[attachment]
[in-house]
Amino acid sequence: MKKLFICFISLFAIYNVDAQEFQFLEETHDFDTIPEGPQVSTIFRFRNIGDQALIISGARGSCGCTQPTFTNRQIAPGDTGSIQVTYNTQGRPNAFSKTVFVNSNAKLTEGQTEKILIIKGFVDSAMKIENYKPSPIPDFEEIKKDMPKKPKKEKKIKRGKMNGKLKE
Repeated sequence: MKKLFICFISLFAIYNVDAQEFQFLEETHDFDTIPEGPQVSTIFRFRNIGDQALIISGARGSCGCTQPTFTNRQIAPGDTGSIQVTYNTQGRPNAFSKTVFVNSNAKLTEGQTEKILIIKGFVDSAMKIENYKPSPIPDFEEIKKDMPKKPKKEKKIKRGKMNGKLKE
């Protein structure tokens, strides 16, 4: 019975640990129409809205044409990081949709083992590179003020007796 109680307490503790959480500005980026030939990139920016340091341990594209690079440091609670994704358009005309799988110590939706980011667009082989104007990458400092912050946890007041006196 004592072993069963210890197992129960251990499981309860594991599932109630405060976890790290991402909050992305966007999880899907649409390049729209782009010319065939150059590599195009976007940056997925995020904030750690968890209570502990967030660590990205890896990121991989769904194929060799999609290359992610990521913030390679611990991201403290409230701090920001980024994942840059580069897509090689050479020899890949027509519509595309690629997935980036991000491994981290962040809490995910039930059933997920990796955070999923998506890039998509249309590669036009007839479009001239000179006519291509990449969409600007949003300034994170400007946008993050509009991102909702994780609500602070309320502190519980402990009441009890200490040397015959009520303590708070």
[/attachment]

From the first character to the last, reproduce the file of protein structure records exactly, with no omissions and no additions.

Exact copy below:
[in-house]
Amino acid sequence: MKKLFICFISLFAIYNVDAQEFQFLEETHDFDTIPEGPQVSTIFRFRNIGDQALIISGARGSCGCTQPTFTNRQIAPGDTGSIQVTYNTQGRPNAFSKTVFVNSNAKLTEGQTEKILIIKGFVDSAMKIENYKPSPIPDFEEIKKDMPKKPKKEKKIKRGKMNGKLKE
Repeated sequence: MKKLFICFISLFAIYNVDAQEFQFLEETHDFDTIPEGPQVSTIFRFRNIGDQALIISGARGSCGCTQPTFTNRQIAPGDTGSIQVTYNTQGRPNAFSKTVFVNSNAKLTEGQTEKILIIKGFVDSAMKIENYKPSPIPDFEEIKKDMPKKPKKEKKIKRGKMNGKLKE
């Protein structure tokens, strides 16, 4: 019975640990129409809205044409990081949709083992590179003020007796 109680307490503790959480500005980026030939990139920016340091341990594209690079440091609670994704358009005309799988110590939706980011667009082989104007990458400092912050946890007041006196 004592072993069963210890197992129960251990499981309860594991599932109630405060976890790290991402909050992305966007999880899907649409390049729209782009010319065939150059590599195009976007940056997925995020904030750690968890209570502990967030660590990205890896990121991989769904194929060799999609290359992610990521913030390679611990991201403290409230701090920001980024994942840059580069897509090689050479020899890949027509519509595309690629997935980036991000491994981290962040809490995910039930059933997920990796955070999923998506890039998509249309590669036009007839479009001239000179006519291509990449969409600007949003300034994170400007946008993050509009991102909702994780609500602070309320502190519980402990009441009890200490040397015959009520303590708070």